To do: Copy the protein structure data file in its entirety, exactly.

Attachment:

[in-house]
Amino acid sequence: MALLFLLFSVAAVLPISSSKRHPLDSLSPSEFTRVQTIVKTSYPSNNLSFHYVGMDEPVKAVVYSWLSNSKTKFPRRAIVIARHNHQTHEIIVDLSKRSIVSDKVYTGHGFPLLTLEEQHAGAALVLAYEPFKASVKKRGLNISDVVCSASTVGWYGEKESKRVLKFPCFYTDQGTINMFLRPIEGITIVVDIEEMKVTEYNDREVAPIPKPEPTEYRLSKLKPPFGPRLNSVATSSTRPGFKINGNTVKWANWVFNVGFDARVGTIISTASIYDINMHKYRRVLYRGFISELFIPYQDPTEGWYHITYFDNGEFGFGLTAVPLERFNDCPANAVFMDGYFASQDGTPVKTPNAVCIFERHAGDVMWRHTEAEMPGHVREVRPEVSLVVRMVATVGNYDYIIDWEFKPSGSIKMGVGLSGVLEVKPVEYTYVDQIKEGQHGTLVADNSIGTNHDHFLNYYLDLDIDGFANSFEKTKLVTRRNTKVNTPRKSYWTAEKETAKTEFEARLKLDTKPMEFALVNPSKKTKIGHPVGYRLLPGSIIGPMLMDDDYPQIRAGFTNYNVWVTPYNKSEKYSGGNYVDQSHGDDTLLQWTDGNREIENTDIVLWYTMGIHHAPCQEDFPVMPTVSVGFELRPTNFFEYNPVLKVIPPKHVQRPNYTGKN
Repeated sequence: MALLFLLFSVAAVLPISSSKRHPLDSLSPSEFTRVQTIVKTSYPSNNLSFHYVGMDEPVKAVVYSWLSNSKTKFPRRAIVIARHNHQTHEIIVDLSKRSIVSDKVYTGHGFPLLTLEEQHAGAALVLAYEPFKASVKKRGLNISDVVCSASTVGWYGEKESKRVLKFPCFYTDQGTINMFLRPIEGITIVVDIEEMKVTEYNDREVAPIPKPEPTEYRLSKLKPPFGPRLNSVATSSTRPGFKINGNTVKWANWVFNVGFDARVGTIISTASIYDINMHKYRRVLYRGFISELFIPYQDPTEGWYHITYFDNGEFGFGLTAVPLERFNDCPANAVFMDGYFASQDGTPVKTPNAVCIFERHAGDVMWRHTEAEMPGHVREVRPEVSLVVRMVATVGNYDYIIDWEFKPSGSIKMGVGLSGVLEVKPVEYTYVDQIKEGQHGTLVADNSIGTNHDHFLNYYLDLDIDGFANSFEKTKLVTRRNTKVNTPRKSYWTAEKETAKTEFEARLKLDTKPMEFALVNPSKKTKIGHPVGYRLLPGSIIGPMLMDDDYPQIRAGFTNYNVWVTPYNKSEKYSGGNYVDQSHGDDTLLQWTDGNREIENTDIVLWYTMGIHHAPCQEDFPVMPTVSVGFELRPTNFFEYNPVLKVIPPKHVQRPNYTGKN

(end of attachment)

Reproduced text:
[in-house]
Amino acid sequence: MALLFLLFSVAAVLPISSSKRHPLDSLSPSEFTRVQTIVKTSYPSNNLSFHYVGMDEPVKAVVYSWLSNSKTKFPRRAIVIARHNHQTHEIIVDLSKRSIVSDKVYTGHGFPLLTLEEQHAGAALVLAYEPFKASVKKRGLNISDVVCSASTVGWYGEKESKRVLKFPCFYTDQGTINMFLRPIEGITIVVDIEEMKVTEYNDREVAPIPKPEPTEYRLSKLKPPFGPRLNSVATSSTRPGFKINGNTVKWANWVFNVGFDARVGTIISTASIYDINMHKYRRVLYRGFISELFIPYQDPTEGWYHITYFDNGEFGFGLTAVPLERFNDCPANAVFMDGYFASQDGTPVKTPNAVCIFERHAGDVMWRHTEAEMPGHVREVRPEVSLVVRMVATVGNYDYIIDWEFKPSGSIKMGVGLSGVLEVKPVEYTYVDQIKEGQHGTLVADNSIGTNHDHFLNYYLDLDIDGFANSFEKTKLVTRRNTKVNTPRKSYWTAEKETAKTEFEARLKLDTKPMEFALVNPSKKTKIGHPVGYRLLPGSIIGPMLMDDDYPQIRAGFTNYNVWVTPYNKSEKYSGGNYVDQSHGDDTLLQWTDGNREIENTDIVLWYTMGIHHAPCQEDFPVMPTVSVGFELRPTNFFEYNPVLKVIPPKHVQRPNYTGKN
Repeated sequence: MALLFLLFSVAAVLPISSSKRHPLDSLSPSEFTRVQTIVKTSYPSNNLSFHYVGMDEPVKAVVYSWLSNSKTKFPRRAIVIARHNHQTHEIIVDLSKRSIVSDKVYTGHGFPLLTLEEQHAGAALVLAYEPFKASVKKRGLNISDVVCSASTVGWYGEKESKRVLKFPCFYTDQGTINMFLRPIEGITIVVDIEEMKVTEYNDREVAPIPKPEPTEYRLSKLKPPFGPRLNSVATSSTRPGFKINGNTVKWANWVFNVGFDARVGTIISTASIYDINMHKYRRVLYRGFISELFIPYQDPTEGWYHITYFDNGEFGFGLTAVPLERFNDCPANAVFMDGYFASQDGTPVKTPNAVCIFERHAGDVMWRHTEAEMPGHVREVRPEVSLVVRMVATVGNYDYIIDWEFKPSGSIKMGVGLSGVLEVKPVEYTYVDQIKEGQHGTLVADNSIGTNHDHFLNYYLDLDIDGFANSFEKTKLVTRRNTKVNTPRKSYWTAEKETAKTEFEARLKLDTKPMEFALVNPSKKTKIGHPVGYRLLPGSIIGPMLMDDDYPQIRAGFTNYNVWVTPYNKSEKYSGGNYVDQSHGDDTLLQWTDGNREIENTDIVLWYTMGIHHAPCQEDFPVMPTVSVGFELRPTNFFEYNPVLKVIPPKHVQRPNYTGKN